The Barnett Formula - Select Committee on the Barnett Formula Contents



  1.  To calculate "devolved" spending, "social protection" is excluded from "regionally identifiable public spending", because most of this expenditure is not devolved. Agriculture is also excluded from "devolved" spending on similar grounds to "social protection". Most of the two categories are classified as Annually Managed Expenditure, rather than the Department Expenditure Limits expenditure, which broadly corresponds with the block grant to devolved governments (as well as with UK government departments' budgets).

    "Spending that cannot reasonably be subject to firm multi-year limits is included in Annually Managed Expenditure (AME). … It includes social security benefits, local authority self-financed expenditure, payments under the Common Agricultural Policy, net payments to EC institutions and debt interest." (

Aggregate Needs Indicators

  2.  GVA is available for 2007 (ONS First Release December 2008 Regional, sub-regional and local gross value added) whereas household income by region is only available for 2006 (ONS First Release May 2008 Regional Disposable Household Income). On the other hand, at first sight GVA is not such a good needs indicator as household income—because it includes the benefits in kind that we are trying to predict. These benefits are supplied at regional level and therefore their resource costs should be included in regional value added. Insofar as greater benefits are provided to lower income households, this redistributive effect of taxation should therefore tend to equalize GVA per head between regions with different household incomes. But, in the opposite direction, a region such as Wales with a low labour force participation will also have a low GVA per head. Household income on the other hand, which includes central government transfers designed to reduce interpersonal inequalities and "needs", will show less divergence from the national average.

  3.  The figures for Wales for these two sources show a marked divergence, with Wales 25 per cent below the UK average GVA per head in 2007 but only 11 per cent behind for household income in 2006. Although Welsh GVA grew more slowly than the UK average 2006-07, by 0.9 per cent, this is insufficient to account for the discrepancy when used to extrapolate the household income divergence.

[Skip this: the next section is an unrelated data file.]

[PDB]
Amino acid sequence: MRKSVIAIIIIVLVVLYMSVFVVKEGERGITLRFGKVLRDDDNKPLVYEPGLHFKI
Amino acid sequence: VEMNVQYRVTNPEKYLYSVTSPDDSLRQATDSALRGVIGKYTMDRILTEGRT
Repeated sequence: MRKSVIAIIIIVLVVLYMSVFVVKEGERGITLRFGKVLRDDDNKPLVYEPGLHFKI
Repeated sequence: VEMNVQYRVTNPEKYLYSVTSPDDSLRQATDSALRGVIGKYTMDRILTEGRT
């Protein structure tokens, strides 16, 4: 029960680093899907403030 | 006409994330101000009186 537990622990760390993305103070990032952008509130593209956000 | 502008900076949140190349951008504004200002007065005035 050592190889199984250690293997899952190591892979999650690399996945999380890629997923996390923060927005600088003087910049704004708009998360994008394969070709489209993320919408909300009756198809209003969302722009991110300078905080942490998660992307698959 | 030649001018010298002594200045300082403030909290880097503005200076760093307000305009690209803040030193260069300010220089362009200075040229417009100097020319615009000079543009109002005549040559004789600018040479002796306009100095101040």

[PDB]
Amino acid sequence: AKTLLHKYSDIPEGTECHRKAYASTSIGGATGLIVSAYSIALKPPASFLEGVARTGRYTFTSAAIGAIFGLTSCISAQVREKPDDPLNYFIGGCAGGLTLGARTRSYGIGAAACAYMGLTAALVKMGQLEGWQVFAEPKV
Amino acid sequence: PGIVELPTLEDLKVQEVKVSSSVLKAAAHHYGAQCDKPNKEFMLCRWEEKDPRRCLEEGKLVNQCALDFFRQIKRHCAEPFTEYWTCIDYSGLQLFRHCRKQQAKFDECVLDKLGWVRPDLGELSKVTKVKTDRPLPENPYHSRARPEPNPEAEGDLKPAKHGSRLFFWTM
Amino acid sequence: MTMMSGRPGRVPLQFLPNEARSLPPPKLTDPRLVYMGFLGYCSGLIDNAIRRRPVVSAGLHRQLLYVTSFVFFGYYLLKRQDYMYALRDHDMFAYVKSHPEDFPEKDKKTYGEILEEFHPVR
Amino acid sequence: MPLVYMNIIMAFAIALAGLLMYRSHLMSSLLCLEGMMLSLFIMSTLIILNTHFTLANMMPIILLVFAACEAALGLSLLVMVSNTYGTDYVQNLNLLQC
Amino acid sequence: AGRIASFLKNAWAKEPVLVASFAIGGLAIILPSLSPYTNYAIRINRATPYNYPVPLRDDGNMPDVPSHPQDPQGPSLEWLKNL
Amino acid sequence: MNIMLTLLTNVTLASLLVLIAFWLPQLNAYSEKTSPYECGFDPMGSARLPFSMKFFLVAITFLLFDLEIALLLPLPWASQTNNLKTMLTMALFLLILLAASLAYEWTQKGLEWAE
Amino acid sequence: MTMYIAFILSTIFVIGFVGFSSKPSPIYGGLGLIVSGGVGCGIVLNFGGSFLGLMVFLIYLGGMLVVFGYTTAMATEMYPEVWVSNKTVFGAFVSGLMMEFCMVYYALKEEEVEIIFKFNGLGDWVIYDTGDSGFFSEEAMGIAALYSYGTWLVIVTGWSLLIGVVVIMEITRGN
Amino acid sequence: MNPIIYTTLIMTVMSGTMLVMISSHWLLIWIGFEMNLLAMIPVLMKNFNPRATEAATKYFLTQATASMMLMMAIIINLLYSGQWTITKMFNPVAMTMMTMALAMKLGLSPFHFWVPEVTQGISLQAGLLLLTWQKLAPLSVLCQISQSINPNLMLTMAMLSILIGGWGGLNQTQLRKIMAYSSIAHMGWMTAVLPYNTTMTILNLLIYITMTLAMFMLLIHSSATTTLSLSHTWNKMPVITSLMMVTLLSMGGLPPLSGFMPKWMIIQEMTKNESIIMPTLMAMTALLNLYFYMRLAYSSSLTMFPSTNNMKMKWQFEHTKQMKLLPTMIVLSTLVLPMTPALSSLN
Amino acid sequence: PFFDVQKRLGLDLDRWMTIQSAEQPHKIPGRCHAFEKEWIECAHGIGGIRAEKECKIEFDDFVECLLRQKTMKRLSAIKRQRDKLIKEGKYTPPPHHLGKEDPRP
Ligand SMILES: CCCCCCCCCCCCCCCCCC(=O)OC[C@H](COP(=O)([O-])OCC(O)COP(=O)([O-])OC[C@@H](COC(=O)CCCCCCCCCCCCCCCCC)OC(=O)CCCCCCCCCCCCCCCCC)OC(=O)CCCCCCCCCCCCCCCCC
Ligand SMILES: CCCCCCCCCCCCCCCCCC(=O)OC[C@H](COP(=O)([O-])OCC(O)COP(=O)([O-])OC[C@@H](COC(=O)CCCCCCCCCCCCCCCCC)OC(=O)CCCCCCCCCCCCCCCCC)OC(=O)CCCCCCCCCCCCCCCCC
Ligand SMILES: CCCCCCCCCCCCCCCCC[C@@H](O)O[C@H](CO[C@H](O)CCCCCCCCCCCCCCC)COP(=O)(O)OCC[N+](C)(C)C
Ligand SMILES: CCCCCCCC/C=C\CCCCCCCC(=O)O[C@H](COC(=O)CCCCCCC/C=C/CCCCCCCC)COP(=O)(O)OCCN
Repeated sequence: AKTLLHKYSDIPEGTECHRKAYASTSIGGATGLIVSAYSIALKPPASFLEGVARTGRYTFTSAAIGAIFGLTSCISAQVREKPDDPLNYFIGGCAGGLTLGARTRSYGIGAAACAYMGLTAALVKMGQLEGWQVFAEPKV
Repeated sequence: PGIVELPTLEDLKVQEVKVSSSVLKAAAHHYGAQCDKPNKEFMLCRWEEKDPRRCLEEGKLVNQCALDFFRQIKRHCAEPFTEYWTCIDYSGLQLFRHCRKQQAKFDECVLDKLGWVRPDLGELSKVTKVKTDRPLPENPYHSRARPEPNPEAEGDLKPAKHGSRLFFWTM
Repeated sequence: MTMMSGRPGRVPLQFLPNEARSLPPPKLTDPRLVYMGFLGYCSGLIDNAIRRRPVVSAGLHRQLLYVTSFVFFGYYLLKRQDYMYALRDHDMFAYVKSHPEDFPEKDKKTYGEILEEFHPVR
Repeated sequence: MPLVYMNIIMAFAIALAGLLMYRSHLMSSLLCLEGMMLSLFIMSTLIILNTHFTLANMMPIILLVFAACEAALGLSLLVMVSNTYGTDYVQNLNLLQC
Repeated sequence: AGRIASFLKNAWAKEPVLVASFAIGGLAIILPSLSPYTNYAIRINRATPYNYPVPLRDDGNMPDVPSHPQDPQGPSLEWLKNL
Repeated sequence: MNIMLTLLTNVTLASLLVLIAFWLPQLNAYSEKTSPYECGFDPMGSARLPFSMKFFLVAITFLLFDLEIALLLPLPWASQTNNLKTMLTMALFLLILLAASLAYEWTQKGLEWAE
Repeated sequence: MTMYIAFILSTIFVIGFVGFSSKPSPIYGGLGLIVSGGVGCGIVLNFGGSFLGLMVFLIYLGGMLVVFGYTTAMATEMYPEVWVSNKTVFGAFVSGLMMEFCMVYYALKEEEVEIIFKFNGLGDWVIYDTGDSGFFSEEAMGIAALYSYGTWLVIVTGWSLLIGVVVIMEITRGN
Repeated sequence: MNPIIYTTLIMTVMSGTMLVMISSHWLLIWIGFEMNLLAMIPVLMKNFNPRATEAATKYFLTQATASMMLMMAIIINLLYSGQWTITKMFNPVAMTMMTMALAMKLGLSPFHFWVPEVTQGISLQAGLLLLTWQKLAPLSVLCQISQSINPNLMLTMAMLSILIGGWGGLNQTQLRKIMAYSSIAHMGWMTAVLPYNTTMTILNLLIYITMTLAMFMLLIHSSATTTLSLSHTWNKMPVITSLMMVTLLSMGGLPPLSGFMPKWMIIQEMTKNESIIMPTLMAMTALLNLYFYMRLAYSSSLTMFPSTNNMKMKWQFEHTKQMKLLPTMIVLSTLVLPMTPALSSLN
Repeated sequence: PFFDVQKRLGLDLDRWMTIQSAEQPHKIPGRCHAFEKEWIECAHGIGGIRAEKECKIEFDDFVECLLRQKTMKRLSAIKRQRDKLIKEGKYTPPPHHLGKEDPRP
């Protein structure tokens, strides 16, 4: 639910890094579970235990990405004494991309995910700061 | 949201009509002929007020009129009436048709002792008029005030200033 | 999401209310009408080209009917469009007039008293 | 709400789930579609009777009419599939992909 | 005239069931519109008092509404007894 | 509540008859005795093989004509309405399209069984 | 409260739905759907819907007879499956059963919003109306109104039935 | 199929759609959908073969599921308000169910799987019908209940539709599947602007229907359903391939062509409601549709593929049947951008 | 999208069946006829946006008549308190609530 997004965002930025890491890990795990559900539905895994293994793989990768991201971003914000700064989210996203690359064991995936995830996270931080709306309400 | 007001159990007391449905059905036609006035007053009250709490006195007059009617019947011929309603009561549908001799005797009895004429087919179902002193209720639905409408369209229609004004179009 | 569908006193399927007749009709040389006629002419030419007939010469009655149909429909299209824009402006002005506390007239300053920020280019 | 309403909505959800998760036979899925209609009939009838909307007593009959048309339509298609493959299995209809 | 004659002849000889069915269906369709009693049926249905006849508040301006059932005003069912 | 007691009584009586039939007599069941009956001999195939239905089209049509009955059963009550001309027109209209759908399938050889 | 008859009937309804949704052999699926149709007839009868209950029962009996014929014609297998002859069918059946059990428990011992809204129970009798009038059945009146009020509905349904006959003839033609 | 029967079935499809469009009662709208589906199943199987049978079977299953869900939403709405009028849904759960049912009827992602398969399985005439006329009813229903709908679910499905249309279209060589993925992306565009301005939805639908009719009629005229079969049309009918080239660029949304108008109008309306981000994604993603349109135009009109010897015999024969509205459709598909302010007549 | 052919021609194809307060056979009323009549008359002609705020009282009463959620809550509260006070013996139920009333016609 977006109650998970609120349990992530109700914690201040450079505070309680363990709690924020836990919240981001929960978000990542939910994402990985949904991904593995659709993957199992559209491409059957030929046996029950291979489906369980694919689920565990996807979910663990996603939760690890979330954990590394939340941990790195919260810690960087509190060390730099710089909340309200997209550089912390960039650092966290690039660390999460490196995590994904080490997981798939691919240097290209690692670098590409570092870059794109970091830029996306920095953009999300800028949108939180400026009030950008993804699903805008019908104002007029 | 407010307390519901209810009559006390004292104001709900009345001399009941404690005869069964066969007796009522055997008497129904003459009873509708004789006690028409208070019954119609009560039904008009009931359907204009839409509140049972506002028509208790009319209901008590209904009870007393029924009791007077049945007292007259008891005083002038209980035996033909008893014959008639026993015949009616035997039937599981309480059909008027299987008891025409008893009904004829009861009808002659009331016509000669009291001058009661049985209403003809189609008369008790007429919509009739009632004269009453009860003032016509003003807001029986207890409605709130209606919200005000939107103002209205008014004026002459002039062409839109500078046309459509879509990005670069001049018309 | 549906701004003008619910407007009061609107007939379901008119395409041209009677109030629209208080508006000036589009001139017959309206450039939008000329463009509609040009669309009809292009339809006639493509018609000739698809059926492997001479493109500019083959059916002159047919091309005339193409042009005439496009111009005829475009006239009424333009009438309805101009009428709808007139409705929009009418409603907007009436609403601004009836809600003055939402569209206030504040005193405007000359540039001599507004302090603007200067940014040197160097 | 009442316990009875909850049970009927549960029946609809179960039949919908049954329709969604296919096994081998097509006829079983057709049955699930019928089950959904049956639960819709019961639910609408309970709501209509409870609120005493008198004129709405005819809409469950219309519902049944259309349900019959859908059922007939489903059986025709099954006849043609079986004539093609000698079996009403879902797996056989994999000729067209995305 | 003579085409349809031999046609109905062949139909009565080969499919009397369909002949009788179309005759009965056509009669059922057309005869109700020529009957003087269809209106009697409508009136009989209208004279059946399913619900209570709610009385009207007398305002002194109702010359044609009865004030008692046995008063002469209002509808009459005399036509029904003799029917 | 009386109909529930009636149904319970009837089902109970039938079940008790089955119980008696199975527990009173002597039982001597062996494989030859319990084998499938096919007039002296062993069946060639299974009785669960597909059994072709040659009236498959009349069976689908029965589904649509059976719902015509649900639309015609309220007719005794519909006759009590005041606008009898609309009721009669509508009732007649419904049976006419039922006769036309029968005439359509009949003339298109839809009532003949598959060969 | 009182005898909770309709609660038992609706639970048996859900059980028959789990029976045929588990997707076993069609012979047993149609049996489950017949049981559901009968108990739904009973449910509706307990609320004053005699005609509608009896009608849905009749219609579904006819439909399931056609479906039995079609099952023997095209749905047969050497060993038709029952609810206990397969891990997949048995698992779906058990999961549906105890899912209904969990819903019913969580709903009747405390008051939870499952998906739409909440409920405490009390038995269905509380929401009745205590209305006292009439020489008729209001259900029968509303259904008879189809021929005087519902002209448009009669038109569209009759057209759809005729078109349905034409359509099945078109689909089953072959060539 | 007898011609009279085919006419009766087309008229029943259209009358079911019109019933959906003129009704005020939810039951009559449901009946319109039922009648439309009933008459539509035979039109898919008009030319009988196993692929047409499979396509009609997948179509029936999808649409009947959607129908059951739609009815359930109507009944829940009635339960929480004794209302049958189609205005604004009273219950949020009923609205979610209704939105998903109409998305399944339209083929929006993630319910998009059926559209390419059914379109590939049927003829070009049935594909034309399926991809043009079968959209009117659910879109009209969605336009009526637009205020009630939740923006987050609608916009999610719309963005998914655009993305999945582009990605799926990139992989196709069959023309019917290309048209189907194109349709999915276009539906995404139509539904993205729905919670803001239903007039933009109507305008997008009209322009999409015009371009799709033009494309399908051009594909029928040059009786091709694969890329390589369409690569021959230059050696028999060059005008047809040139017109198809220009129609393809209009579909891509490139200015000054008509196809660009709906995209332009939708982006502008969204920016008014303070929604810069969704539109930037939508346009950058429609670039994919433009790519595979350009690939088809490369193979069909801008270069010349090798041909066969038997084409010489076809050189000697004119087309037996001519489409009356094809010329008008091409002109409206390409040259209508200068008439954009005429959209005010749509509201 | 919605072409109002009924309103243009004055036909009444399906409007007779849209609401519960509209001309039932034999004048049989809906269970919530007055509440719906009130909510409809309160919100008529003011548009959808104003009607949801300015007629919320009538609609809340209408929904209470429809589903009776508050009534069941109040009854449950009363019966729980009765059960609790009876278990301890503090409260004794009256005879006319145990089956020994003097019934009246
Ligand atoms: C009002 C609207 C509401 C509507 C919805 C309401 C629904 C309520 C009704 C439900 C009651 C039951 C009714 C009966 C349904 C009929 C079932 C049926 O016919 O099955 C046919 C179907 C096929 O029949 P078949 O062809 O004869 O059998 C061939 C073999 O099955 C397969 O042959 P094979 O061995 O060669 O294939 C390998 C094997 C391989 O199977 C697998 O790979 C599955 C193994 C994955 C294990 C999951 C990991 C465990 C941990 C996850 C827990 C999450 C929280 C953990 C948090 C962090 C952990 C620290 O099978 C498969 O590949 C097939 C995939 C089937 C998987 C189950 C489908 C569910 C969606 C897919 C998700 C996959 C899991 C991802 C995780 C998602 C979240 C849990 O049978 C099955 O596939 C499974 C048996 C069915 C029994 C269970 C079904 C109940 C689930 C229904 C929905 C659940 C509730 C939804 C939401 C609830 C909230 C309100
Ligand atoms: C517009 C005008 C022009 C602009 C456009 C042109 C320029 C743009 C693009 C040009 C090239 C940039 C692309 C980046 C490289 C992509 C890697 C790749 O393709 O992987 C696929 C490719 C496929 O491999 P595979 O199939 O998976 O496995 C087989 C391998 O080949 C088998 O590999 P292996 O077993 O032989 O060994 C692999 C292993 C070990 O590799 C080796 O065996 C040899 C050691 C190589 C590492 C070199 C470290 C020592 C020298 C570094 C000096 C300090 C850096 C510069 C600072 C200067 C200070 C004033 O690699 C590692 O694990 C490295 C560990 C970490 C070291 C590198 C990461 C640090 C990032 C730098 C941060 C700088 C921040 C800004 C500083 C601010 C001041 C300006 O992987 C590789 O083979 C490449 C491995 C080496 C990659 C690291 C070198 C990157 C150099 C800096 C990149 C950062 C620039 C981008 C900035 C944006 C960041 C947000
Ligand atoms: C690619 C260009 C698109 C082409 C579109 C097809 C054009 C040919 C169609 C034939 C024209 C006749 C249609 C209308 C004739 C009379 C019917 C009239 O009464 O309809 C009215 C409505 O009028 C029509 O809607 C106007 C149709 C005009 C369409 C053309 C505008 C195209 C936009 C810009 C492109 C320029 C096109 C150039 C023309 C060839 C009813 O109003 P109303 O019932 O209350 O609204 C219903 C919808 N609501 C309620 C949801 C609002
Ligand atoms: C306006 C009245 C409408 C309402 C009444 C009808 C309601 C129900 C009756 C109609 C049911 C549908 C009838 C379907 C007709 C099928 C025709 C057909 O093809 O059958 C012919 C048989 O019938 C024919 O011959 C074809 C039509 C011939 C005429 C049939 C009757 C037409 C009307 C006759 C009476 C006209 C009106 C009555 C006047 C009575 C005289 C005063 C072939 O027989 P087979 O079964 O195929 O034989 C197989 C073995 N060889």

4.  Gross disposable household income is income after taxes and social contributions, property ownership and provision for future pension income. It includes pension income, income support[7] and imputed rent values—what owner-occupiers would have to pay for living in their homes if someone else owned them. Subtracted to get household incomes are "Other outgoings". These payments include those made by households to other sectors on interest (eg mortgages) and rent. So apparently the lower costs of property ownership in Wales are already taken into account with this measure.

  5.  The GVA measure (income approach) excludes transfer payments such as child benefit and the state retirement pension. It also includes an imputed value for rental incomes of owner-occupiers to cover the rental value of their properties. Regional estimates are calculated using estimates of average property prices by region. Higher property pries in SE England mean higher imputed rentals and therefore higher GVA and disposable income. But they also mean higher mortgage payments for those buying property, or higher actual rent outlays. GVA and disposable income should be deflated by the price index including housing costs in any needs index.

Estimates of UK State Benefits in Kind By Income Group

  6.  Data for the relation between state benefits and final income are from the official Economic and Labour Market Review, Vol 2 No 7 July 2008 "The effects of taxes and benefits on household income, 2006-07", Table 14 (Appendix 1). Average incomes, taxes and benefits by decile groups of all households, 2006-07. Figure 2 below shows the household deciles with a constant proportionate relation between the variables, and this is the basis of the calculation of Table 6 above. An equation relating benefits to the reciprocal of income fits the data slightly less well.

  7.  The largest spending items are health and education. How well does the ONS ELMR study estimate these items? Any survey-based estimate of, say, health spending utilisation will reflect not just "need" but the demand and supply responses as well. Higher income people may well be more articulate and accomplished at extracting the health benefits they require from the NHS. So if we could get actual health state benefits consumed by income group it would not necessarily tell us precisely what we want. The approach used in this survey (described below) is reasonable.

    "Data are available on the average cost to the Exchequer of providing the various types of health care—hospital inpatient/outpatient care, GP consultations, dental services, etc. Each individual in the EFS is allocated a benefit from the National Health Service according to the estimated average use made of these various types of health service by people of the same age and sex, and according to the total cost of providing those services. The benefit from maternity services is assigned separately to those households containing children under the age of 12 months. No allowance is made for the use of private health care services."

Figure 1

March 2009

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